Have Fun and Get Weird with Your Holiday Present Wrapping

By Angelina Williams

We have a tradition in our house of not using conventional wrapping paper. It may have started during a particularly broke period in our lives but it’s persisted because it’s way more fun to come up with creative (often weird) ways of wrapping presents. It also uses things I have on hand so I don’t have to go buy holiday wrapping paper that I find boring or depressing. I’m going to be really up-front with you all, I happen to have a lot of crafty things on hand which is useful. But today I want to show you some of the wrapping ideas I came up with this week that don’t require particularly exotic or numerous supplies to make.

Basic materials I use here are: double sided tape, regular clear tape, staples, scissors, grocery store mailers, used bubble wrap, grocery bags, cracker boxes, magazine pages, and black felt pens. Slightly less basic materials: hot glue gun, glitter glue, kraft paper, dot pattern drafting paper, vintage magazine pages, buttons, and cut up old dictionary pages.

In previous years I’ve never used the bubble wrap I always save so I’ve used it in two different ways this year.

BubbleWrap1

In the above wrapping I made an exotic bubble wrap flower by cutting out petal shapes to alternate with long thin strips of plain kraft paper and stapling them together. Then I curled the strips of kraft paper with scissors and glued an old button to the center. I used a heavy duty double sided tape to adhere the decoration to the package.

Bubbles2

For this rolled up magazine package (you can apply this wrapping to a rolled up t-shirt, a paperboard tube, or a rolled up piece of artwork) I used the bubble wrap as the main wrapping and then created a little extra coverage by taping part of a page of a vintage magazine I have around the bubble wrap. My vintage magazine was already falling apart so no sacrilege to beautiful old printings was committed. Then I decorated using a simpler version of the bubble wrap flower I already showed you.
I have a large number of old buttons on hand and know I will never use them all for clothing or other craft projects so I wanted to use them for wrapping this year. Here’s what I came up with:

Buttons1

I started with a slightly different idea involving gold thread but it didn’t work very well. It doesn’t bother me when my ideas don’t work out as I planned because I always end up with something interesting in the process. I used a scrap of dot drafting paper for this package because I often have pieces of this left over from drafting clothing patterns that are too small to use for other drafting projects. I picked a selection of buttons I liked the look of together and without too much planning glued them all around the box in a band. I don’t like things to look over-wrought, I like a little bit of randomness when doing projects like this. When the gold thread idea failed I decided to use black felt marker to visually connect the buttons so they look more bold.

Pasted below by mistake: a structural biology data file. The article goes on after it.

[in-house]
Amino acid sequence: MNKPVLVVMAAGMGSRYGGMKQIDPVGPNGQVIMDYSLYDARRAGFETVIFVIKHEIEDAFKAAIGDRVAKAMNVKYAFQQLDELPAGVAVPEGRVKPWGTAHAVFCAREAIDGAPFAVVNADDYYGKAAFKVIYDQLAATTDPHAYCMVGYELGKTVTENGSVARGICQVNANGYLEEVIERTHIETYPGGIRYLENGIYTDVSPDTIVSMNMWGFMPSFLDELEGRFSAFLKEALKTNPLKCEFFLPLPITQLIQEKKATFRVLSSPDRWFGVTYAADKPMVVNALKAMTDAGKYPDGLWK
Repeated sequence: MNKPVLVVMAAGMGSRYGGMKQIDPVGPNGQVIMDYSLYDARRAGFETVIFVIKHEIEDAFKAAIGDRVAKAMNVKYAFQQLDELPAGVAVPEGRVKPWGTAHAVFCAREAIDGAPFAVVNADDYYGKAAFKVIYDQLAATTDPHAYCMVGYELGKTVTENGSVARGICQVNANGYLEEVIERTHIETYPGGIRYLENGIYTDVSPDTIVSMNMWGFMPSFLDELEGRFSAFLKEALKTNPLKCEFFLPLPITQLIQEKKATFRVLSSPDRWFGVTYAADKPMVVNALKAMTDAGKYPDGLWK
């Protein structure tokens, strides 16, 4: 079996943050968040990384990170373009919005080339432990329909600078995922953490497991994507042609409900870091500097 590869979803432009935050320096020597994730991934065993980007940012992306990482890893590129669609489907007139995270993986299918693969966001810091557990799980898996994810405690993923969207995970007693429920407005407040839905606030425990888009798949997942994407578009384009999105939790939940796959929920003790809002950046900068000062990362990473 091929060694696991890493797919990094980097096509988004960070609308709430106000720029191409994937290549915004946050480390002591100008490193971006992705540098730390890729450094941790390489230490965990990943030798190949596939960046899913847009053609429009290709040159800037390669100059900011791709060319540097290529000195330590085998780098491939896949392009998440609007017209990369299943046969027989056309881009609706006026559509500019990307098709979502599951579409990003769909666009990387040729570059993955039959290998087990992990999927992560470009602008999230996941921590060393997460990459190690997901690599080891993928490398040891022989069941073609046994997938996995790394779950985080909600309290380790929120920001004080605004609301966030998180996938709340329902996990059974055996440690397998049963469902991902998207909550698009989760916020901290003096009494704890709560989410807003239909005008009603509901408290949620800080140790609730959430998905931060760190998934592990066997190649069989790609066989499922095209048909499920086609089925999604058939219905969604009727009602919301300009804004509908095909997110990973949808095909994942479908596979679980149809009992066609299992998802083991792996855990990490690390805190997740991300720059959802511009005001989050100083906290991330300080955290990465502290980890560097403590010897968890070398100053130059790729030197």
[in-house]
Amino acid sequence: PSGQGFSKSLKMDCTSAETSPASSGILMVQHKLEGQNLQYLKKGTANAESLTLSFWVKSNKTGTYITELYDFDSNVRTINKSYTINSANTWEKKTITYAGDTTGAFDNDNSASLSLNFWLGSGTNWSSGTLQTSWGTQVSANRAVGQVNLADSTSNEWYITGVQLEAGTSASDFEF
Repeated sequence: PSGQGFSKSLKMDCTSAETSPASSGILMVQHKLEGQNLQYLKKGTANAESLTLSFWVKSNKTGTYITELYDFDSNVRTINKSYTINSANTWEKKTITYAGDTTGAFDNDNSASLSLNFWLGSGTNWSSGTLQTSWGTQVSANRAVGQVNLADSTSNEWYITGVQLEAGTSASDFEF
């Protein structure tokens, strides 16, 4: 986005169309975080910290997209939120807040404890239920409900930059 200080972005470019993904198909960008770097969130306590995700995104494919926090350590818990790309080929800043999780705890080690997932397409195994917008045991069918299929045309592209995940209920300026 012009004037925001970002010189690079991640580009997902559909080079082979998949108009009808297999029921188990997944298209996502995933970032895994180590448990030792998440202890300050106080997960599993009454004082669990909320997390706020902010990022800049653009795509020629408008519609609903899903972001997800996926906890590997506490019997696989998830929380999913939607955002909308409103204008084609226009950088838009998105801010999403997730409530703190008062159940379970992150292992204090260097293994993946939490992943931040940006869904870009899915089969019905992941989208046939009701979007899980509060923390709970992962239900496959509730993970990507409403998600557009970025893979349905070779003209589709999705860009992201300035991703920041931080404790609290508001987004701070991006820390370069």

Buttons2

If you like this idea but don’t have a ready stash of buttons like I do, see if you can find extra buttons on the inside of button-up shirts in your closet. Most button-ups come with some extra buttons in case you lose some. Or maybe a friend has more buttons than they can use and will share. I got a lot of my buttons in bag lots from thrift stores so you might try that. The point is that none of these were expensive to begin with and are fun to use for wrapping presents.

ScrapPaper1

This decoration I made is kind of weird. I admit it. From some angles it almost looks obscene. Even so, I’m sharing it because it was easy and fun to make and I’m pretty sure no one in my family, and probably yours too, has seen anything quite like it. I wrapped the book in grocery mailers, something I’ve been doing for many years. Then I constructed this odd decoration using strips of kraft paper and cut up strips of an old dictionary.

ScrapPaper

Before you go crying out against cutting dictionaries up, let me assure you I didn’t do it! My husband is an artist and he was collecting shredded up old dictionaries for a long time and finally decided to use one of the ones in really bad shape for a project. Later he gave the rest of the strip to me. I love dictionaries (to actually look things up in) but I have no problem cutting one up if its cover is in tatters and the spine is wrecked and you will have no trouble locating such a sad specimen in a thrift store or on a hoarder’s shelf just waiting to be loved in a new way.